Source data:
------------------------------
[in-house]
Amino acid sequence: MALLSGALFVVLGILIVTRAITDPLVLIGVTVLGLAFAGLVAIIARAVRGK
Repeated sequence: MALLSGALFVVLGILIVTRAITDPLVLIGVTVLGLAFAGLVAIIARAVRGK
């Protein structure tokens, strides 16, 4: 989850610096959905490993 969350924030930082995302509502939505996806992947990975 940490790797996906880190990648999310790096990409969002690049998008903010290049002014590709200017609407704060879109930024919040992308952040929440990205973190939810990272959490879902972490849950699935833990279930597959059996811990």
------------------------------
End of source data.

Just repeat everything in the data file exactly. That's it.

[in-house]
Amino acid sequence: MALLSGALFVVLGILIVTRAITDPLVLIGVTVLGLAFAGLVAIIARAVRGK
Repeated sequence: MALLSGALFVVLGILIVTRAITDPLVLIGVTVLGLAFAGLVAIIARAVRGK
């Protein structure tokens, strides 16, 4: 989850610096959905490993 969350924030930082995302509502939505996806992947990975 940490790797996906880190990648999310790096990409969002690049998008903010290049002014590709200017609407704060879109930024919040992308952040929440990205973190939810990272959490879902972490849950699935833990279930597959059996811990």